Television pilot  

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Train wreck at Montparnasse (October 22, 1895) by Studio Lévy and Sons.
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Train wreck at Montparnasse (October 22, 1895) by Studio Lévy and Sons.

A "television pilot", also known as a pilot episode and series premiere, is the first episode of a television series. At the time of its inception, the pilot is meant to be the "testing ground" to see if a series will be possibly desired and successful and therefore a test episode of an intended television series. It is an early step in the development of a television series, much like pilot lights or pilot studies serve as precursors to the start of larger activity, or pilot holes prepare the way for larger holes. Networks use pilots to discover whether an entertaining concept can be successfully realized. After seeing this sample of the proposed product, networks will then determine whether the expense of additional episodes is justified. They are best thought of as prototypes of the show that is to follow, because elements often change from pilot to series. Variety estimates that only a little over a quarter of all pilots made for American television succeed to the series stage, although the figure may be even lower.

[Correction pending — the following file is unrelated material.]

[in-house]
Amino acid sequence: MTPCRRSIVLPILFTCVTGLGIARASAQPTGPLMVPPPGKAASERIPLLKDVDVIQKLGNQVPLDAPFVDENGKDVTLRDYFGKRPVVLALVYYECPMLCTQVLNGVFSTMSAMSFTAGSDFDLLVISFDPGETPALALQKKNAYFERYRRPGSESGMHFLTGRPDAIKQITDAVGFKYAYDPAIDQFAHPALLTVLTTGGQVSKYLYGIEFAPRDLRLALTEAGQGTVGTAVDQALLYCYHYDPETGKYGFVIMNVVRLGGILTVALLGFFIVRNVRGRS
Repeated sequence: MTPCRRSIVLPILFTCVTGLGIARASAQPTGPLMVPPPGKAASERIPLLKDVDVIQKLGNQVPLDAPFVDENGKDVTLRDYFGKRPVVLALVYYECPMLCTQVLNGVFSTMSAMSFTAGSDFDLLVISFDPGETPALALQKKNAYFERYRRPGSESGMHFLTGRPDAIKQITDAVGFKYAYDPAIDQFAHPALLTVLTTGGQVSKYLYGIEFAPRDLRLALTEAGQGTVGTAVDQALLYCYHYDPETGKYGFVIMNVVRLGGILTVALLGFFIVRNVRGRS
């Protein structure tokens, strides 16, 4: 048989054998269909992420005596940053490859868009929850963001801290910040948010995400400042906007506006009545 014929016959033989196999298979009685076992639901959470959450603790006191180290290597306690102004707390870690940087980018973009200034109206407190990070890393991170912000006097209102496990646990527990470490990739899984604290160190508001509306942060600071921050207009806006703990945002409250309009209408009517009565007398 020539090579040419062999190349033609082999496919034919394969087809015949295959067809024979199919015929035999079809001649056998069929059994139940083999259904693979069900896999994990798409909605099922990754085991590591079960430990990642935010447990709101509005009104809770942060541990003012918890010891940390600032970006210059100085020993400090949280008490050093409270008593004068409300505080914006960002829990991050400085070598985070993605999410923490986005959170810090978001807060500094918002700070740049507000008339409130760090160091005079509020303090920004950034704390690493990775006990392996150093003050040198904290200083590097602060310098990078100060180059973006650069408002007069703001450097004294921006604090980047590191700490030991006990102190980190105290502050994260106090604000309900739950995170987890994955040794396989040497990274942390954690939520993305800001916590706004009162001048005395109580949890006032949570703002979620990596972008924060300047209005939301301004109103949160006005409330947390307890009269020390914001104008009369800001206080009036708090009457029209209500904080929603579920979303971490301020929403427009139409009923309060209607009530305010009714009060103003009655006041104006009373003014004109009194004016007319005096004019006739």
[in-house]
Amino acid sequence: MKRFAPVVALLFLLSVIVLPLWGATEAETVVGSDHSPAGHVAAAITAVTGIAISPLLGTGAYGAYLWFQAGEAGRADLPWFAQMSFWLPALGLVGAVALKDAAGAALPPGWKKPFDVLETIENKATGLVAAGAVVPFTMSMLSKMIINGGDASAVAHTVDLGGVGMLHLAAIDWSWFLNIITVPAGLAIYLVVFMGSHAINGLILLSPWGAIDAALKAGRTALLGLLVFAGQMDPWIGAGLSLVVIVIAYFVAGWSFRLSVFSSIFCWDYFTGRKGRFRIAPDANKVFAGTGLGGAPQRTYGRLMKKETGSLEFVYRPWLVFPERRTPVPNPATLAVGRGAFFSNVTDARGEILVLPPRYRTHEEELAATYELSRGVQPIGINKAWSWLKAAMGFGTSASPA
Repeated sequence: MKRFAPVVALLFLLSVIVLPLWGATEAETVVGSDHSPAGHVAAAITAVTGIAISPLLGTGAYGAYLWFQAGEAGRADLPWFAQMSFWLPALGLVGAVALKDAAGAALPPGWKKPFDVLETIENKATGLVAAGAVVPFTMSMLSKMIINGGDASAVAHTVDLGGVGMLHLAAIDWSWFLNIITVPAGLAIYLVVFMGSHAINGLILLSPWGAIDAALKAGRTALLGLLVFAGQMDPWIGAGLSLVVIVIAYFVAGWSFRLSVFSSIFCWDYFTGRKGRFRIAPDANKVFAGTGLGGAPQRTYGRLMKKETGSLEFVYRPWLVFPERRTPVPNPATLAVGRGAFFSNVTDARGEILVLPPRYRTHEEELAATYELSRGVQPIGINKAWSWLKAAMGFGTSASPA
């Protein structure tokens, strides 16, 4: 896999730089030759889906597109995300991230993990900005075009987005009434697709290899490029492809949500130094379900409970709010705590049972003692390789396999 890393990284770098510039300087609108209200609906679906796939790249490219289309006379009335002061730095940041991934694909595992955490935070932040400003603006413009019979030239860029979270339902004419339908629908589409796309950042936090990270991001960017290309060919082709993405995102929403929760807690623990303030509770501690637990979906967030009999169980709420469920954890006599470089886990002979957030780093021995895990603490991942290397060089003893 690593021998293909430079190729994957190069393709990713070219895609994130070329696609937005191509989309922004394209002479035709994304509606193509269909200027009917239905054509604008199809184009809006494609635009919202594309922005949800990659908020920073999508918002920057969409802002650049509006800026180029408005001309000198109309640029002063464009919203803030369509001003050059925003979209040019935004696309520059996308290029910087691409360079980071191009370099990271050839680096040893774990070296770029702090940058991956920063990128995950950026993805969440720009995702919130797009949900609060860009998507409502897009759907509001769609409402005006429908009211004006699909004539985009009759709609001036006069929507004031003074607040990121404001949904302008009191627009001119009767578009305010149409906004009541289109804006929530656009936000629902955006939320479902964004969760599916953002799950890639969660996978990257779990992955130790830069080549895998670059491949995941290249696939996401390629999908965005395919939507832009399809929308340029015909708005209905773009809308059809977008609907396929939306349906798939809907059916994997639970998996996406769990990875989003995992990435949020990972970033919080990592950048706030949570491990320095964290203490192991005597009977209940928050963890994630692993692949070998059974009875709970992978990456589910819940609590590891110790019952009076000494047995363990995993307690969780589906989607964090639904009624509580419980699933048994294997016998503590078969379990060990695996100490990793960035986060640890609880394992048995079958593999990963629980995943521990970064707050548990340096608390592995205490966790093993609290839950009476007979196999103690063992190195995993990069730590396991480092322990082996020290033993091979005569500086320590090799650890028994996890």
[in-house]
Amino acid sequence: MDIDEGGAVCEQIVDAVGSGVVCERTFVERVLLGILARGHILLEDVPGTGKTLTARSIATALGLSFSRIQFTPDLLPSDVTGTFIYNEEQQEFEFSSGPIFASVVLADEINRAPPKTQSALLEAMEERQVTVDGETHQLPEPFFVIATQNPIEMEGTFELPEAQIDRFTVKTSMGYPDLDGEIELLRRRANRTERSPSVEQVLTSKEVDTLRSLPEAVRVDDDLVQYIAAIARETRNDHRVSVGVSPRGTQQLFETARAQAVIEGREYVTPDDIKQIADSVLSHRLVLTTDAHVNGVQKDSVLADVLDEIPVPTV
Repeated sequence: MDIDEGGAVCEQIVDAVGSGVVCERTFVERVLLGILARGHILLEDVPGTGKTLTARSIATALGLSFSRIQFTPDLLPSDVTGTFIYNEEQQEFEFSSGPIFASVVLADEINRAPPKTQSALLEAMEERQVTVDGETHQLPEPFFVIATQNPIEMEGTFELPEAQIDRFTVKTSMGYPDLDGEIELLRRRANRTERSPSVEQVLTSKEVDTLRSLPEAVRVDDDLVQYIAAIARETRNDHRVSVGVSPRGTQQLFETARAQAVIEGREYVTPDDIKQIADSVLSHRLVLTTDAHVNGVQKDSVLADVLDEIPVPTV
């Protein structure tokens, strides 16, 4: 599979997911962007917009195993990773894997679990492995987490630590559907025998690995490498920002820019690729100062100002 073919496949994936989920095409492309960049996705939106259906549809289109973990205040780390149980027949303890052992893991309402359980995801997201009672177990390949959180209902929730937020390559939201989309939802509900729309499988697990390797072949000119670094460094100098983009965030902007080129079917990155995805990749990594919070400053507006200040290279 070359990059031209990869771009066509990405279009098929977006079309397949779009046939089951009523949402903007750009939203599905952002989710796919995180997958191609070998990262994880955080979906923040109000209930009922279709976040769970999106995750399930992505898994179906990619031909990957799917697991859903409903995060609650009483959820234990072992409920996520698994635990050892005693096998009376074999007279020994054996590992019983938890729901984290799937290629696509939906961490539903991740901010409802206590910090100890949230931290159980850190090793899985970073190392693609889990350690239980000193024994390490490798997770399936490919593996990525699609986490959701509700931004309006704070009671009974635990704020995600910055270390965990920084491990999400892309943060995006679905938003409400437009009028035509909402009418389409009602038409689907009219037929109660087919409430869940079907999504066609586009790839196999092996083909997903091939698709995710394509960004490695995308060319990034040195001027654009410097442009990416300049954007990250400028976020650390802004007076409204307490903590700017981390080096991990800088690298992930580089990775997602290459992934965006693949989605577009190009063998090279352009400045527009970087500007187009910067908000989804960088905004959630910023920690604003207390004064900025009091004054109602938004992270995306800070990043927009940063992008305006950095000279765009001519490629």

Unless indicated otherwise, the text in this article is either based on Wikipedia article "Television pilot" or another language Wikipedia page thereof used under the terms of the GNU Free Documentation License; or on original research by Jahsonic and friends. See Art and Popular Culture's copyright notice.

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